NAPLES, Fla. - It’s not your typical Band-Aid.
Made of fabric and infused with silver and zinc, the innovative bandage puts off an electrical charge to stop infection and promote healing after surgery. It’s one of North Naples-based Arthrex Inc.’s newest products.
Called JumpStart, the product developed by Vomaris in Arizona will soon be widely marketed by Arthrex. “They developed the technology. We’re basically working on it with them to market it, and to further develop it for orthopedic applications,” said David Shepard, Arthrex’s director of orthobiologics. “It’s quite unique.”
The local orthopedic medical device manufacturer will launch the bandage in February, marketing it to surgeons around the world. The product, which has only been marketed in a limited way, will continue to be made in Arizona.
Shepard showed off the bandage at an event hosted by the Southwest Chapter of BioFlorida, an industry trade group, on Monday night. He passed it around during a presentation highlighting the company’s growth over the past year.
The JumpStart bandage creates a current between its holes, or dots, through a technology known as Procellera, without wires or batteries, he explained as the product made its way around the meeting room. The charge, which can last for five to seven days, is activated when the bandage touches something wet, anything from water to blood.
“Potentially it could be used on every surgical procedure,” Shepard said.
The bandage was one of several new devices he talked about. Shepard told the group that 2014 was a busier year than usual for Arthrex, with the launch of nearly 1,000 new products. Of the 997 new products added in 2014, about 350 of them were developed for arthoplasty, or surgical procedures to restore joints.
Founded in 1981 and incorporated in 1984, Arthrex is a leading provider of medical instruments for arthroscopic surgery. Arthroscopic surgery, now commonplace, involves making small incisions into joints, such as knees and shoulders, to treat diseases and injury, from arthritis to cartilage tears.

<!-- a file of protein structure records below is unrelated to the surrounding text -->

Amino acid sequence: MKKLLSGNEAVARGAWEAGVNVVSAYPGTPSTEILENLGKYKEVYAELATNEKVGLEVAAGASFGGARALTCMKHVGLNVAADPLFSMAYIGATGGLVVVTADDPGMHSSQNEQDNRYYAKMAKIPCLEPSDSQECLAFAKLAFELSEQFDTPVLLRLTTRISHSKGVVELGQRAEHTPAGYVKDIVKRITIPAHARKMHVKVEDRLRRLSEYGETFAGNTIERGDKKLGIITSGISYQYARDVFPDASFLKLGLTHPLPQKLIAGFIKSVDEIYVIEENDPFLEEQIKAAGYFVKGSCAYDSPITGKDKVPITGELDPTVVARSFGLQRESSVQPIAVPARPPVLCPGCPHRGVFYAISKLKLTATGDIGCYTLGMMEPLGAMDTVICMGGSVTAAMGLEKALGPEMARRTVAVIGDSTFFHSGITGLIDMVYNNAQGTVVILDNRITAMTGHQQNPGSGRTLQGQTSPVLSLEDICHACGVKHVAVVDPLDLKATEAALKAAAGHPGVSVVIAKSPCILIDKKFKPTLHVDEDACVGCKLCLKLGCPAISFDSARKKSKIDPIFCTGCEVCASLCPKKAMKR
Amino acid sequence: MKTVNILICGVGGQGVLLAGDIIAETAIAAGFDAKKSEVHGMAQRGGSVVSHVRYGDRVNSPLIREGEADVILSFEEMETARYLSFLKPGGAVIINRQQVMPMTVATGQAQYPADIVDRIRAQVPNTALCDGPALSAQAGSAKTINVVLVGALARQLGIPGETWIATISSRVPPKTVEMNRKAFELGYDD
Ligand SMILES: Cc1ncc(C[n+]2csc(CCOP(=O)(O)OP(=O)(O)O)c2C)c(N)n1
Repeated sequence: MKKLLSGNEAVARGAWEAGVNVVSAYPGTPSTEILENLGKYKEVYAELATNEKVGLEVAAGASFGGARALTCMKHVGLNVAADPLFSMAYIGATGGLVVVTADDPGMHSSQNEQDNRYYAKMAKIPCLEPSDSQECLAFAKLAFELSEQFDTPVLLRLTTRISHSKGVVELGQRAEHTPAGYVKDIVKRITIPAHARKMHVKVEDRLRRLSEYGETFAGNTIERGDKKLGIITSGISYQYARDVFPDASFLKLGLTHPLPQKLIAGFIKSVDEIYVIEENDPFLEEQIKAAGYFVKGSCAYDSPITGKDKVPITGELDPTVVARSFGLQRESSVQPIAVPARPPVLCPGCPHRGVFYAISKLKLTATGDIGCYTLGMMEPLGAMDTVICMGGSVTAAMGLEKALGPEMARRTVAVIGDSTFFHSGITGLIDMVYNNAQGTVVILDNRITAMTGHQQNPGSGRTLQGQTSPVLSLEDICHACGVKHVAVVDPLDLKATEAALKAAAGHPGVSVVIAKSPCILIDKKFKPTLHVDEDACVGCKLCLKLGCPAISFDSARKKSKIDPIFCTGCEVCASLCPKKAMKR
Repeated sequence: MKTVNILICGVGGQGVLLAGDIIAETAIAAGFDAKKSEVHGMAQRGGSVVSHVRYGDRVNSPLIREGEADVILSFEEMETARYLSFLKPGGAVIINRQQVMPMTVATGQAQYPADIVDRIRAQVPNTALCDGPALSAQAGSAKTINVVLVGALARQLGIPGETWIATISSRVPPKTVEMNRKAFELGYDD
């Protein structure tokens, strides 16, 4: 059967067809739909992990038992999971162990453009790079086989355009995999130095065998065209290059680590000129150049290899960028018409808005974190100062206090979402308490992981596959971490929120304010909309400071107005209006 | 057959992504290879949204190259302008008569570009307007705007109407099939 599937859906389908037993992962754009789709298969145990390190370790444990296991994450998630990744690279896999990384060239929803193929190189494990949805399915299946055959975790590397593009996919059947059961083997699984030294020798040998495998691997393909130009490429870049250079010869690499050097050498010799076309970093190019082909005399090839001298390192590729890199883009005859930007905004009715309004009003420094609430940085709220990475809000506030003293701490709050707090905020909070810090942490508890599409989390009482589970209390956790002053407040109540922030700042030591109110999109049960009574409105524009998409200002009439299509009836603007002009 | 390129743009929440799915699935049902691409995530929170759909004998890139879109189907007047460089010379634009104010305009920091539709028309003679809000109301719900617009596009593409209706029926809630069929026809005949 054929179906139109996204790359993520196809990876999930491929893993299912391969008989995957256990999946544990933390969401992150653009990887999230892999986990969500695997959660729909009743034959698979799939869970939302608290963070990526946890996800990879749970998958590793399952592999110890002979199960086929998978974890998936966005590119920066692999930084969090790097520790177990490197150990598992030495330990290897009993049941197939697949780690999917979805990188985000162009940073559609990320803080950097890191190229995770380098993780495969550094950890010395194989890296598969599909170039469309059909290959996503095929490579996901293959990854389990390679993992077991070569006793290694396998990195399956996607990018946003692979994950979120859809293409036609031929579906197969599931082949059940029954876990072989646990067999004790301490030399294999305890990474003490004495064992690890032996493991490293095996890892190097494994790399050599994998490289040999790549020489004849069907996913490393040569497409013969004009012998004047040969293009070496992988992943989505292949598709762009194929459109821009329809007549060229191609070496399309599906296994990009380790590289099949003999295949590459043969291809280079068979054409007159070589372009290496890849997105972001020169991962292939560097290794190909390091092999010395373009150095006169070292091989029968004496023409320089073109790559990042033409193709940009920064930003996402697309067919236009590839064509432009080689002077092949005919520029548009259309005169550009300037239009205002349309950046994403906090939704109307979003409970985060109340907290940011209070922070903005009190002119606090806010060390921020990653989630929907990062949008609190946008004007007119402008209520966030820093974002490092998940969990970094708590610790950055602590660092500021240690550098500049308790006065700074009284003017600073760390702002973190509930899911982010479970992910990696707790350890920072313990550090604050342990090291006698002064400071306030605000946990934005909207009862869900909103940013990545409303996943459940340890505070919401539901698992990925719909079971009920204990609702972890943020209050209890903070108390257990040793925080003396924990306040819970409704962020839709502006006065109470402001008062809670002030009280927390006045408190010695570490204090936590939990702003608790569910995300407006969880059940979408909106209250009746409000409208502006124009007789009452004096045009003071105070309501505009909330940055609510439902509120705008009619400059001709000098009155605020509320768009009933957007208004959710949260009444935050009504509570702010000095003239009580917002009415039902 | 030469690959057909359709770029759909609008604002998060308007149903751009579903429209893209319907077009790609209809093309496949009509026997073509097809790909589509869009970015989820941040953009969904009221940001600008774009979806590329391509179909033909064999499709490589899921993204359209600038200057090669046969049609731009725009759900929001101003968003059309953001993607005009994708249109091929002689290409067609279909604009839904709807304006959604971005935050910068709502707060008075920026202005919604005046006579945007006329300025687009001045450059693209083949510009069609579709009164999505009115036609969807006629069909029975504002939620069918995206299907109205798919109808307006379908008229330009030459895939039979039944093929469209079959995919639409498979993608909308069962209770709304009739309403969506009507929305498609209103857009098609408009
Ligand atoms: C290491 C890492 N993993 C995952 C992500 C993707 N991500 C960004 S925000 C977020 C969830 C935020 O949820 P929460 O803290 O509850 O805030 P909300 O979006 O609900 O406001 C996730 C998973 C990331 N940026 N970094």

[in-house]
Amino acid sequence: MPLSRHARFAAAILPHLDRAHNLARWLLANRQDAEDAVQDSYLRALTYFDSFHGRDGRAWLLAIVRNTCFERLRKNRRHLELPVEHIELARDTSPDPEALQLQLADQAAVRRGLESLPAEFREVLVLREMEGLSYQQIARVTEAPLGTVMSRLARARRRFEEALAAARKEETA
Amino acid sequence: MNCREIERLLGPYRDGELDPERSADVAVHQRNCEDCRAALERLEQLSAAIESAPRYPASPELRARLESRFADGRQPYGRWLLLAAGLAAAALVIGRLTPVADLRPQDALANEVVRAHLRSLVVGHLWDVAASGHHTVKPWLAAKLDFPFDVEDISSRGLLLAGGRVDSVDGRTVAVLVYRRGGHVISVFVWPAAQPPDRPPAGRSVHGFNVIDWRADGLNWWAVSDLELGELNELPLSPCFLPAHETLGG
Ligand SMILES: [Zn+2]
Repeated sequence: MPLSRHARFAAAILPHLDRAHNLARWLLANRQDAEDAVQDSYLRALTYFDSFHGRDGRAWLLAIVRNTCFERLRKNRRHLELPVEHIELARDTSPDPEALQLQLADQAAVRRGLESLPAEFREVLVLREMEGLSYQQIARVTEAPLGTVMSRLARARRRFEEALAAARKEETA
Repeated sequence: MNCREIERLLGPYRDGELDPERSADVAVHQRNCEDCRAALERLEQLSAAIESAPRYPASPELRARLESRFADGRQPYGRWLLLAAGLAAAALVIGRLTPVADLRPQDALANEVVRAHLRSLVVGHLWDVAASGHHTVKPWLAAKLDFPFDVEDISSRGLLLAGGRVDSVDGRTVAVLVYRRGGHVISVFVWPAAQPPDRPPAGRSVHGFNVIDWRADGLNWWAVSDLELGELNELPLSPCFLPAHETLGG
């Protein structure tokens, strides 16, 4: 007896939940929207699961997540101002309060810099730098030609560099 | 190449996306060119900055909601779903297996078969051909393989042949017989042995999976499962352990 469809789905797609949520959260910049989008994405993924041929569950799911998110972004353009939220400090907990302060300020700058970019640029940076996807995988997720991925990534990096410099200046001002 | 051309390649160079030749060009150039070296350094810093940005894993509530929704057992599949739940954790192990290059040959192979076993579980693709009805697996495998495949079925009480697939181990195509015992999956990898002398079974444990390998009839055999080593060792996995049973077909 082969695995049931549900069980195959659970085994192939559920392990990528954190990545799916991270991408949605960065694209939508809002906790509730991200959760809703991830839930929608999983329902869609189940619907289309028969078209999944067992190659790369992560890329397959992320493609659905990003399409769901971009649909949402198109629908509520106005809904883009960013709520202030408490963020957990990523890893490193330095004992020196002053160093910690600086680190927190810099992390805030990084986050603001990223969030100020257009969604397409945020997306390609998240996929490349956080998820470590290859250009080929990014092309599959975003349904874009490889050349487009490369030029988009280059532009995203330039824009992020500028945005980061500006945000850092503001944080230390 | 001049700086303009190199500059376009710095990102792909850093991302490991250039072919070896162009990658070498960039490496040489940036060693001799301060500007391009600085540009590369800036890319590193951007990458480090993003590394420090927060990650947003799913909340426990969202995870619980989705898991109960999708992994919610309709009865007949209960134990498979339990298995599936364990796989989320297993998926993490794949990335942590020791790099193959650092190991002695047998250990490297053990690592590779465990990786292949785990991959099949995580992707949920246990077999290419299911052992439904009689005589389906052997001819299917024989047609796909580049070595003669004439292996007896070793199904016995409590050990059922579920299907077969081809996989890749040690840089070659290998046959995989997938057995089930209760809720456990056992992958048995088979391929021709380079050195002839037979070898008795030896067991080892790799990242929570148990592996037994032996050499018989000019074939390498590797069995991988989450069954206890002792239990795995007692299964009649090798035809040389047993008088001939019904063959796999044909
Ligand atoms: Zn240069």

The company now has 8,543 products, with plans to continue adding new ones, with the goal of “helping surgeons treat their patients better,” Shepard said.
He touched on the company’s growing operations in Ave Maria, where it recently broke ground on a 55,000 square foot sterilization building. He discussed the company’s new technology center in California built for the production of the visualization equipment surgeons use to treat their patients, and its new and expansive eastern hemisphere headquarters in Munich, Germany, which includes 50 wet lab stations, with room to train up to 300 surgeons at a time on its devices.
Looking ahead, Arthrex is developing a more advanced visualization system for surgeons, which it expects to launch this year, Shepard said.
The company continues to improve on the internal brace it recently developed for ligament repair, designed to speed up the healing process, so patients can quickly get back to doing their usual activities, he said.
While still small, the company’s biologics division grew 72 percent last year, based on revenues, he said. Biologics is cutting-edge in orthopedics, and involves implanting cells, scaffolds (structures that promote cell growth), and other growth factors, to stimulate repairs naturally, he explained.
“It’s hard to beat Mother Nature and while instruments are great, you are fighting against the patient’s own biology,” Shepard said. “If the patient has a biology that is not really great, then you need to come up with something to augment that.”
In October, Arthrex signed an exclusive agreement to distribute an innovative product that surgeons can use to repair cartilage. Shepard describes the product this way: sheets of cartilage, with live cells, that can be used to cover bones and joints, adding cushioning and filling in defects, caused by wear and tear, or disease.
The BioFlorida event, held at Arthrex’s headquarters off Creekside Boulevard, also offered a rare tour of Arthrex’s sprawling campus. About 30 professionals attended, including a few from Florida’s east coast who jumped at the chance to get a peek at Arthrex’s operations.
The tour included a look at a new studio that Arthrex uses to shoot high-end photographs of its products and to create top-notch educational and marketing videos, a peek at an expanded research and development center, and a glimpse at what Shepard described as a playground for surgeons, a room where doctors can touch and feel all kinds of devices.
Ebony Daniels Sanon, a quality engineer for BioTeknica Engineering & Regulatory Services in Coral Gables, drove over Alligator Alley just for the event, saying the opportunity to visit Arthrex was on her bucket list. After holding a few of the company’s devices in her hands, she said she wished she could try them out herself, then chuckled, saying she’d probably end up sued.
“I know they’ve been here,” she said of Arthrex. “When I saw this event I had to come and it was worth the drive.”